In the May 12 edition, 19 accomplished people told Fortune Magazine about the best advice they ever got. 16 of those 19 were prominent business executives and no fewer than six of them cited something having to do with sales.
NYC Mayor Michael Bloomberg was advised to always ask for the order and when the customer says yes, stop talking. I would add that with the Inoffensive Close, you're asking without your prospect realizing it.
Mark Hurd, Hewlett-Packard's Chairman and CEO, was told that it's hard to look good if your numbers are bad. I would say that in sales, people won't listen for very long if you talk the talk without walking the walk.
Sam Palmisano, Chairman and CEO at IBM, said he's observed that the most successful people, the greatest leaders don't make themselves the center of attention. I would add that the same is true of the best salespeople; it's not about them, it's about their prospects and customers.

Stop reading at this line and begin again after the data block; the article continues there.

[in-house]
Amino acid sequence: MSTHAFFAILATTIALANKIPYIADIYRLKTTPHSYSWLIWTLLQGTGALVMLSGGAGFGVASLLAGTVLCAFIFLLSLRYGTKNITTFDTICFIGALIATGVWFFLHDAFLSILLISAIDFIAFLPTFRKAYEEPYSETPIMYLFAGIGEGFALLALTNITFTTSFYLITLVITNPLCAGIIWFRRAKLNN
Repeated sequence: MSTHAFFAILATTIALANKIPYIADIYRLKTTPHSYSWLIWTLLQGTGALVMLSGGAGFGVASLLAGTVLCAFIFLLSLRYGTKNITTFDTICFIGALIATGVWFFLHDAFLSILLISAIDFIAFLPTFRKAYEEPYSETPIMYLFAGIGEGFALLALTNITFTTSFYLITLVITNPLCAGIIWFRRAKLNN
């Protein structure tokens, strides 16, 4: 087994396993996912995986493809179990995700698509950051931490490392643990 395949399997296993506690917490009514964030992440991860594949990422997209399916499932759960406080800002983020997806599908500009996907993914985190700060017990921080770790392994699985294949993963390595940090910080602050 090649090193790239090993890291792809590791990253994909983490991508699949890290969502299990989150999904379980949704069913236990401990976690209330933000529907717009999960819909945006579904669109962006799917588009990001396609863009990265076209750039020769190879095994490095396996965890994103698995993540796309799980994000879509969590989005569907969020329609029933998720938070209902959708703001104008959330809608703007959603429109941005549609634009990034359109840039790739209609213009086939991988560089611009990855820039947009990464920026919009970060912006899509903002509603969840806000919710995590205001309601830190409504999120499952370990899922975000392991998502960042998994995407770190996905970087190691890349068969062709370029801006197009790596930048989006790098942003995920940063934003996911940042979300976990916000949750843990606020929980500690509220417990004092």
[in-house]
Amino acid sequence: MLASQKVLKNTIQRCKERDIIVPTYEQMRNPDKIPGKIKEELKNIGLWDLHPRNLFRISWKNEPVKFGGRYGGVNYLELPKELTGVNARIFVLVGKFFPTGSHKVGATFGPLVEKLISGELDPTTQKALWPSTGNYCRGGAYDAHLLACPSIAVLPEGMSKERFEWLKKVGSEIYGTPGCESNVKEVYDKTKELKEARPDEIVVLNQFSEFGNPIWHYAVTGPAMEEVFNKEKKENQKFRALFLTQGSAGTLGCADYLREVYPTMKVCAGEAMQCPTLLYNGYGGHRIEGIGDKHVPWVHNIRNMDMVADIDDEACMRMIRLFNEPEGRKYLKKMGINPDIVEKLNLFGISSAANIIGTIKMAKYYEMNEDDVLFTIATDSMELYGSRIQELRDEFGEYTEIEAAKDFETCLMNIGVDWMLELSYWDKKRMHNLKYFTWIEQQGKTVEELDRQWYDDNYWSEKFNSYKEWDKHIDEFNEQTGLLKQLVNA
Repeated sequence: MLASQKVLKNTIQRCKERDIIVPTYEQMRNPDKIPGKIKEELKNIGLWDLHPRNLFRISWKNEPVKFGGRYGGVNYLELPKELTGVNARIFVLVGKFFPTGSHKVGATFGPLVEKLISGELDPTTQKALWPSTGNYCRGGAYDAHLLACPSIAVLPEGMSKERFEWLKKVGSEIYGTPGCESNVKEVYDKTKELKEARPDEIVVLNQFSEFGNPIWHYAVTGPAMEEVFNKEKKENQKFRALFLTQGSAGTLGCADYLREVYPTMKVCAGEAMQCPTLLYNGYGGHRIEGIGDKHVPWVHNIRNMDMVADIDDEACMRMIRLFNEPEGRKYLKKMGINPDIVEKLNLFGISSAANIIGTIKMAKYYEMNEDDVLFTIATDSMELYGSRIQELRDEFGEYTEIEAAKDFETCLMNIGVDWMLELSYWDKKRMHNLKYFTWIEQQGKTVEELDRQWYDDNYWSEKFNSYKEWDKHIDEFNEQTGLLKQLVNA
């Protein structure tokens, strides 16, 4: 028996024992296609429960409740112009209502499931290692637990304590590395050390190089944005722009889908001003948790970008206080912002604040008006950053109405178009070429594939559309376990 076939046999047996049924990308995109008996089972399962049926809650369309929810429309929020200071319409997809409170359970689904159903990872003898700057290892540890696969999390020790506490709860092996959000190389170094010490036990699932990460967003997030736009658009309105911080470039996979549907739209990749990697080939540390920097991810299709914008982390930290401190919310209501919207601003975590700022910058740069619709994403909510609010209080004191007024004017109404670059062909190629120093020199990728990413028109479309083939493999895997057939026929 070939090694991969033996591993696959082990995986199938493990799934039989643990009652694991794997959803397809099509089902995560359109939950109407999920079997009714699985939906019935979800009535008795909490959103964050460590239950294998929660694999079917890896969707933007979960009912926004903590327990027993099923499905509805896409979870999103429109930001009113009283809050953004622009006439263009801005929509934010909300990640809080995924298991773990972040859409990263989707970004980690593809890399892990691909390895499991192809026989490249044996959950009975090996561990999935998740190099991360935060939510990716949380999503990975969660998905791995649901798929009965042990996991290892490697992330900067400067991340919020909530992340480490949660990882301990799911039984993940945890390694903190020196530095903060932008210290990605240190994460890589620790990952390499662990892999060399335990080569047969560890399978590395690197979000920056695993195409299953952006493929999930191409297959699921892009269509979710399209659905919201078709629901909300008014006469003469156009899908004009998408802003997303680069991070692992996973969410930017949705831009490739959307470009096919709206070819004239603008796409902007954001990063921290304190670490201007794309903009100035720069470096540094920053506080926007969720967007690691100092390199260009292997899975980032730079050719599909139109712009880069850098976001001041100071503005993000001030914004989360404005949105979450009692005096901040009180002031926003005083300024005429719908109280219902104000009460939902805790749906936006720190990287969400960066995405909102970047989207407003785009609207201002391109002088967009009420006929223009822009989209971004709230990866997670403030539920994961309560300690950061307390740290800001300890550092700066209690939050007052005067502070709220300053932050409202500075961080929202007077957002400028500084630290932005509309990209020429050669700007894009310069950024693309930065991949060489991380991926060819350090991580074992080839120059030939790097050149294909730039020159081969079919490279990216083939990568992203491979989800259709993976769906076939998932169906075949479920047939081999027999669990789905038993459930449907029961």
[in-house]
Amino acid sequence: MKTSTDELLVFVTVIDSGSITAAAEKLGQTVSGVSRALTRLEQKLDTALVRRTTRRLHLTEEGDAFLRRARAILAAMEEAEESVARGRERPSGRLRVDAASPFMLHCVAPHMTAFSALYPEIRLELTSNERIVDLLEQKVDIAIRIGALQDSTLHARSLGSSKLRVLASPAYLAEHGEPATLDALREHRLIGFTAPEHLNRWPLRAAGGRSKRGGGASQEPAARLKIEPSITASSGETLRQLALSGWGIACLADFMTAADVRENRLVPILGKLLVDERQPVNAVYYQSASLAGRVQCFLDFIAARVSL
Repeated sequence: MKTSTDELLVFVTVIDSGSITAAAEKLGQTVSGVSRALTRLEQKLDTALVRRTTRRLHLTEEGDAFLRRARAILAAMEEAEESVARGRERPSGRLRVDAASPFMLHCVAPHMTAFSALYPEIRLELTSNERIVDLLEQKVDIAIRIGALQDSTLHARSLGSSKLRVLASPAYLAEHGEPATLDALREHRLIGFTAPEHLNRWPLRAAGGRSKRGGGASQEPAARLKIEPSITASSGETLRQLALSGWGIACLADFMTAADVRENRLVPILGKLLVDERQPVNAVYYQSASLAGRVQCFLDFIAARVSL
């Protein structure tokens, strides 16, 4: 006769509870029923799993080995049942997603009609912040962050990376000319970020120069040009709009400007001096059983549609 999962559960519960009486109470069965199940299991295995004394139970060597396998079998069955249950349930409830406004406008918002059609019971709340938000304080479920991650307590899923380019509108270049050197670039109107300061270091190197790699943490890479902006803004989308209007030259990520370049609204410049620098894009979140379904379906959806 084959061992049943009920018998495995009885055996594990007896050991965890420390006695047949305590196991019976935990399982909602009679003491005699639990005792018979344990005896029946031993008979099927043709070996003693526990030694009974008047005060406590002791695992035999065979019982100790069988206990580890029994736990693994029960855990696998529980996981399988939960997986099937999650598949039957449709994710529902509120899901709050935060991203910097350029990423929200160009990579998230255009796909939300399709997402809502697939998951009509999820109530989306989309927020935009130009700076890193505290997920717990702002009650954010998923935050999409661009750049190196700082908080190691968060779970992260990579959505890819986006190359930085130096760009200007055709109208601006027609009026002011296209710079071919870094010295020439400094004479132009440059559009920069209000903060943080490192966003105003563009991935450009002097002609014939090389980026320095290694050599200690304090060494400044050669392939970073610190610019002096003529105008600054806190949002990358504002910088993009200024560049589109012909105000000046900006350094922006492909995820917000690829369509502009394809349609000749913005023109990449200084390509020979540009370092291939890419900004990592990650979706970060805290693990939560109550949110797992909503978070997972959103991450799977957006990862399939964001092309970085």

Thomas S. Murphy, former CEO of Capital Cities/ABC, said the advice was not to spend your time on things you can't control and instead, spend your time thinking about what you can. I would add that the only things your salespeople can control are the number of times they pick up the phone, the quality of their conversations, the number of great questions they ask their prospects, their execution of the selling process and their thoughts.
Nelson Petz, CEO of Trian Fund Management, said his dad told him to get sales up and keep expenses down. I wouldn't add a thing to that one.
Charlene Begley, CEO of GE Enterprise Solutions was told to spend a ton of time with your customers.
(c) Copyright 2008 Dave Kurlan